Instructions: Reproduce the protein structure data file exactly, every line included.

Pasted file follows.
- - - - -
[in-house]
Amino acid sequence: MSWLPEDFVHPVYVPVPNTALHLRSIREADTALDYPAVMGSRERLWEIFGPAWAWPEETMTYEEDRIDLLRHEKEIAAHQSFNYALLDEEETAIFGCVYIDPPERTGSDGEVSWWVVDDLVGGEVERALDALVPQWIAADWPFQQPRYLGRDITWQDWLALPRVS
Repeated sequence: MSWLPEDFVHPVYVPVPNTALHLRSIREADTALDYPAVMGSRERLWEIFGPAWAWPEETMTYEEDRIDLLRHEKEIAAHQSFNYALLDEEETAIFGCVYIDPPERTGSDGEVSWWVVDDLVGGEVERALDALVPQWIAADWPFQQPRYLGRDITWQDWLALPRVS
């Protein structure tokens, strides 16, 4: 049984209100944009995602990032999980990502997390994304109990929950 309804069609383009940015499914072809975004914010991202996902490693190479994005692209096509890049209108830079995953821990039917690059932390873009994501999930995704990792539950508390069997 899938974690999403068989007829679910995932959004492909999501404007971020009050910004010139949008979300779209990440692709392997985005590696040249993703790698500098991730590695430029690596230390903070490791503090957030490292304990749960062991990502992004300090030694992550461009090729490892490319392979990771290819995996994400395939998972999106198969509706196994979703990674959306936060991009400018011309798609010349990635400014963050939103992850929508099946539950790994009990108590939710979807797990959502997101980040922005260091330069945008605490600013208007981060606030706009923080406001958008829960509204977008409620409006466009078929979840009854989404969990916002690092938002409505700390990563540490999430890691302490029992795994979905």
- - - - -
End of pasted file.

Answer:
[in-house]
Amino acid sequence: MSWLPEDFVHPVYVPVPNTALHLRSIREADTALDYPAVMGSRERLWEIFGPAWAWPEETMTYEEDRIDLLRHEKEIAAHQSFNYALLDEEETAIFGCVYIDPPERTGSDGEVSWWVVDDLVGGEVERALDALVPQWIAADWPFQQPRYLGRDITWQDWLALPRVS
Repeated sequence: MSWLPEDFVHPVYVPVPNTALHLRSIREADTALDYPAVMGSRERLWEIFGPAWAWPEETMTYEEDRIDLLRHEKEIAAHQSFNYALLDEEETAIFGCVYIDPPERTGSDGEVSWWVVDDLVGGEVERALDALVPQWIAADWPFQQPRYLGRDITWQDWLALPRVS
């Protein structure tokens, strides 16, 4: 049984209100944009995602990032999980990502997390994304109990929950 309804069609383009940015499914072809975004914010991202996902490693190479994005692209096509890049209108830079995953821990039917690059932390873009994501999930995704990792539950508390069997 899938974690999403068989007829679910995932959004492909999501404007971020009050910004010139949008979300779209990440692709392997985005590696040249993703790698500098991730590695430029690596230390903070490791503090957030490292304990749960062991990502992004300090030694992550461009090729490892490319392979990771290819995996994400395939998972999106198969509706196994979703990674959306936060991009400018011309798609010349990635400014963050939103992850929508099946539950790994009990108590939710979807797990959502997101980040922005260091330069945008605490600013208007981060606030706009923080406001958008829960509204977008409620409006466009078929979840009854989404969990916002690092938002409505700390990563540490999430890691302490029992795994979905």